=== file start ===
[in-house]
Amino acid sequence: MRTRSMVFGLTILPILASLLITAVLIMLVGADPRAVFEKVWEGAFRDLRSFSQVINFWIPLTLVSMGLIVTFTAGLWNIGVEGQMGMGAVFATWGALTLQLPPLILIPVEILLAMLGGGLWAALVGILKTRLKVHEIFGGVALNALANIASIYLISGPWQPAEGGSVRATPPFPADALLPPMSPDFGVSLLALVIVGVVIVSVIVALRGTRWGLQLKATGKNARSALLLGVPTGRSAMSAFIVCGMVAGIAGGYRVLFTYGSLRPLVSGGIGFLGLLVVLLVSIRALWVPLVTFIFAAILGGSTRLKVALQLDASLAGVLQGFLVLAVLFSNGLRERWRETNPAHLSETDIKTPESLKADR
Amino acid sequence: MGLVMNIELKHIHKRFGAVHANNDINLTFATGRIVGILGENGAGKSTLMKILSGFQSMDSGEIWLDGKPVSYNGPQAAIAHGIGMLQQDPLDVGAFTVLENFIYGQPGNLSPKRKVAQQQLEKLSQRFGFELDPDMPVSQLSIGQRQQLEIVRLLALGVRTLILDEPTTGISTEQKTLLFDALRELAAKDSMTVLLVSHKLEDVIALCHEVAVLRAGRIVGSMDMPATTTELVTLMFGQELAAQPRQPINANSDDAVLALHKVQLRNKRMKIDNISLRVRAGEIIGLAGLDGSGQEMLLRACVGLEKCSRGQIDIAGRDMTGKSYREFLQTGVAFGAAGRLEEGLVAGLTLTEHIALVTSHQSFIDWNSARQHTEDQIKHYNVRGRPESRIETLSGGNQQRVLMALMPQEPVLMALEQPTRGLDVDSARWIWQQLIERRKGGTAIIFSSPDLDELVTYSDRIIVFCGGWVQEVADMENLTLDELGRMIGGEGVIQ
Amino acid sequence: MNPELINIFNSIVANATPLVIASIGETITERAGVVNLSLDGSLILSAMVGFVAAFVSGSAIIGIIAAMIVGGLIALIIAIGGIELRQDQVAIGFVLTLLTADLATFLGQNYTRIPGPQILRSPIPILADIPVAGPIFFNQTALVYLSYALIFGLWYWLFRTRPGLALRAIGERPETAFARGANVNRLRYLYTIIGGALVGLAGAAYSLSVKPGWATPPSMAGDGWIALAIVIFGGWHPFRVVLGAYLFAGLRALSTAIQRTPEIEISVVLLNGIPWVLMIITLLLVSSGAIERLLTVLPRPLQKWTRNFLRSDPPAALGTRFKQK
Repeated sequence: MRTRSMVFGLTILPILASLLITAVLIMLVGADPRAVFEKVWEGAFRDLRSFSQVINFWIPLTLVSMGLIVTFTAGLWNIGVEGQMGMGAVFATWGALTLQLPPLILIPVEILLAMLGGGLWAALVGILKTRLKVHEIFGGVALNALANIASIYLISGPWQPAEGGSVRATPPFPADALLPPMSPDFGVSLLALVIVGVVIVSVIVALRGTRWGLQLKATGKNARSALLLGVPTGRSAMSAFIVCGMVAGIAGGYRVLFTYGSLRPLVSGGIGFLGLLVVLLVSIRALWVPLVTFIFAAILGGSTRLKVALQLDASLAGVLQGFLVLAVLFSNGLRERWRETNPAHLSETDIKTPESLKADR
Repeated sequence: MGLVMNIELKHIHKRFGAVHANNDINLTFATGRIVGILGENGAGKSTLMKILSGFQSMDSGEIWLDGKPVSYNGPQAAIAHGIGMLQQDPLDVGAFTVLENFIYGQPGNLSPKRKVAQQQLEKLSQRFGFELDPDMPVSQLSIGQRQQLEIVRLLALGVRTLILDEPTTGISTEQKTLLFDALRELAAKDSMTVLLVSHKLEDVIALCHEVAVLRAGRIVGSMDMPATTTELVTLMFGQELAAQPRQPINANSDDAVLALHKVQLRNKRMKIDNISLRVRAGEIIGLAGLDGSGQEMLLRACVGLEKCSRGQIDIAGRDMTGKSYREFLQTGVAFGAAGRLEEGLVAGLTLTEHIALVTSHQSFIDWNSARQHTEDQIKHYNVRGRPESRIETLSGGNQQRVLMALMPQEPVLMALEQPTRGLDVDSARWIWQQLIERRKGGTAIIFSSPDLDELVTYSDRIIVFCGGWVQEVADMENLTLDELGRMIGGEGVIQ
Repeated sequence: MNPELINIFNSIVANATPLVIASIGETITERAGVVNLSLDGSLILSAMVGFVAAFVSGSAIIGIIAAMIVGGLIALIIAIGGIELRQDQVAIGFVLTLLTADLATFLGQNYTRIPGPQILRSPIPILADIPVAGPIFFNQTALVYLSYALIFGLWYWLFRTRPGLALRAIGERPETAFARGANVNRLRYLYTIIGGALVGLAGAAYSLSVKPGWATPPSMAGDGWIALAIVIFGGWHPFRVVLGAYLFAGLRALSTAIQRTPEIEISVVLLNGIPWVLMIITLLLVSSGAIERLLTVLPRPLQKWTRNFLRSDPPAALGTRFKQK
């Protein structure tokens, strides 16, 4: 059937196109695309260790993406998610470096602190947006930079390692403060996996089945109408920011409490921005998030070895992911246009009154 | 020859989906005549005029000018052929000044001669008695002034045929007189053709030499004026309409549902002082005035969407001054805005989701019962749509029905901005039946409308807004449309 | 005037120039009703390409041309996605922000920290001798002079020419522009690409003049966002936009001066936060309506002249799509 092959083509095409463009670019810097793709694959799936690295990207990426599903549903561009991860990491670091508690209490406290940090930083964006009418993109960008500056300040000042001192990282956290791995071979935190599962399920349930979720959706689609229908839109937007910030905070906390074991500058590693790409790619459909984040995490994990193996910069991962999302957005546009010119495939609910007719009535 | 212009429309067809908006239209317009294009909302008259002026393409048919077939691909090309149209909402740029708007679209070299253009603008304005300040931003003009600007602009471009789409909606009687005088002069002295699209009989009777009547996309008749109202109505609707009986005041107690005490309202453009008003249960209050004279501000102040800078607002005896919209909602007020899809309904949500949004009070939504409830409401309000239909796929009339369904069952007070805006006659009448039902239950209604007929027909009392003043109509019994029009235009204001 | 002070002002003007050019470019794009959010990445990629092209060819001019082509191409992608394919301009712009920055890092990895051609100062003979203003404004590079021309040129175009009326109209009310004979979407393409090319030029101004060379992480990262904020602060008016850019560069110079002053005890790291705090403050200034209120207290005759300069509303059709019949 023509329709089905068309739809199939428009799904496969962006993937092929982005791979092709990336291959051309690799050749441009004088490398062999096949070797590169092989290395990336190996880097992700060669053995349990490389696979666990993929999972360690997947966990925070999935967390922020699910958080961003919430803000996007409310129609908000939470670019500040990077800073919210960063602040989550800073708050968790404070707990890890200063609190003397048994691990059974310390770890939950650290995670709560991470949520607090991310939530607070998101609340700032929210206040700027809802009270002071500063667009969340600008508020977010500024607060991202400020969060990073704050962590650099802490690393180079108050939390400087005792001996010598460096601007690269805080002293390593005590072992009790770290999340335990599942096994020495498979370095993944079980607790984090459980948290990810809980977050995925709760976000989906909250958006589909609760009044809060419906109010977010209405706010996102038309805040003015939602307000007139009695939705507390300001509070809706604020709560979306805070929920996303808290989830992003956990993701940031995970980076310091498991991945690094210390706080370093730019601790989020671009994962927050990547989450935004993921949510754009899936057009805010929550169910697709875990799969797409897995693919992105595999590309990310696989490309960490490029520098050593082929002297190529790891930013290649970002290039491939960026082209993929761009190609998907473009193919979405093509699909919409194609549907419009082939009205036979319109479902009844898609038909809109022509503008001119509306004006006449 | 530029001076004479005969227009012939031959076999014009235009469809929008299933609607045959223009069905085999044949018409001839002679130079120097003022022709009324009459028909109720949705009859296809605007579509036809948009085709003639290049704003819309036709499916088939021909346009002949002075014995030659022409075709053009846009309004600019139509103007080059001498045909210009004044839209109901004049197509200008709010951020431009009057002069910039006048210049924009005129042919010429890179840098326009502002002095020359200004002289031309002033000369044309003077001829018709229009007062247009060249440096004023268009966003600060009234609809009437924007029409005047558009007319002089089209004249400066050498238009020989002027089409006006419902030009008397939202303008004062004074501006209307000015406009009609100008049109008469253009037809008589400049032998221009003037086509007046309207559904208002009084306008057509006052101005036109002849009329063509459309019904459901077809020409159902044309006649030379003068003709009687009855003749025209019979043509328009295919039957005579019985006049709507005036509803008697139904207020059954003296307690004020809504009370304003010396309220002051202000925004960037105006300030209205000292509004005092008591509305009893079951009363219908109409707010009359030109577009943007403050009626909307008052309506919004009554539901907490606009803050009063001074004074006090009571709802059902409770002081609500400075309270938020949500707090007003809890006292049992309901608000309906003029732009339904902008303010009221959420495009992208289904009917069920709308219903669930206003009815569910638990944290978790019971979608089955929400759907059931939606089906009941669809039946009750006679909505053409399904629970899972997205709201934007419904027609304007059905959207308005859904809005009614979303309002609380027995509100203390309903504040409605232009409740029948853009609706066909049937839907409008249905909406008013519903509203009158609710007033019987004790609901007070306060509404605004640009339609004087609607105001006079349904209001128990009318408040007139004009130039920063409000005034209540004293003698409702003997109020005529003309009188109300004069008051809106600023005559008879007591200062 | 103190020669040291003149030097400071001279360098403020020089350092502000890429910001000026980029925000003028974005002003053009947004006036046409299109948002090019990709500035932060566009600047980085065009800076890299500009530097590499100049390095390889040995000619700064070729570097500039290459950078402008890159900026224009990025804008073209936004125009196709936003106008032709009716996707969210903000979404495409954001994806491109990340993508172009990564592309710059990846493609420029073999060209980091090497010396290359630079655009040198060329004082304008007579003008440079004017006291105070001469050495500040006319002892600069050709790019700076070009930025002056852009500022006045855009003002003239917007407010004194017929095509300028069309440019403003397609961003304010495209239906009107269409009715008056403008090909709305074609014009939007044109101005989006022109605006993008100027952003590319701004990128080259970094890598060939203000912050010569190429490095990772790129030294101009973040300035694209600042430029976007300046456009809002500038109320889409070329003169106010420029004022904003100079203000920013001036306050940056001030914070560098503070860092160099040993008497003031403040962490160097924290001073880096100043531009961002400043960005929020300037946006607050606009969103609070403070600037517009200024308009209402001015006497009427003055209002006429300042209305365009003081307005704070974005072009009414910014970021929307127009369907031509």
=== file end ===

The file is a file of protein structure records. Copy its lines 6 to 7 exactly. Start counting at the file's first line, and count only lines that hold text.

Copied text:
Repeated sequence: MGLVMNIELKHIHKRFGAVHANNDINLTFATGRIVGILGENGAGKSTLMKILSGFQSMDSGEIWLDGKPVSYNGPQAAIAHGIGMLQQDPLDVGAFTVLENFIYGQPGNLSPKRKVAQQQLEKLSQRFGFELDPDMPVSQLSIGQRQQLEIVRLLALGVRTLILDEPTTGISTEQKTLLFDALRELAAKDSMTVLLVSHKLEDVIALCHEVAVLRAGRIVGSMDMPATTTELVTLMFGQELAAQPRQPINANSDDAVLALHKVQLRNKRMKIDNISLRVRAGEIIGLAGLDGSGQEMLLRACVGLEKCSRGQIDIAGRDMTGKSYREFLQTGVAFGAAGRLEEGLVAGLTLTEHIALVTSHQSFIDWNSARQHTEDQIKHYNVRGRPESRIETLSGGNQQRVLMALMPQEPVLMALEQPTRGLDVDSARWIWQQLIERRKGGTAIIFSSPDLDELVTYSDRIIVFCGGWVQEVADMENLTLDELGRMIGGEGVIQ
Repeated sequence: MNPELINIFNSIVANATPLVIASIGETITERAGVVNLSLDGSLILSAMVGFVAAFVSGSAIIGIIAAMIVGGLIALIIAIGGIELRQDQVAIGFVLTLLTADLATFLGQNYTRIPGPQILRSPIPILADIPVAGPIFFNQTALVYLSYALIFGLWYWLFRTRPGLALRAIGERPETAFARGANVNRLRYLYTIIGGALVGLAGAAYSLSVKPGWATPPSMAGDGWIALAIVIFGGWHPFRVVLGAYLFAGLRALSTAIQRTPEIEISVVLLNGIPWVLMIITLLLVSSGAIERLLTVLPRPLQKWTRNFLRSDPPAALGTRFKQK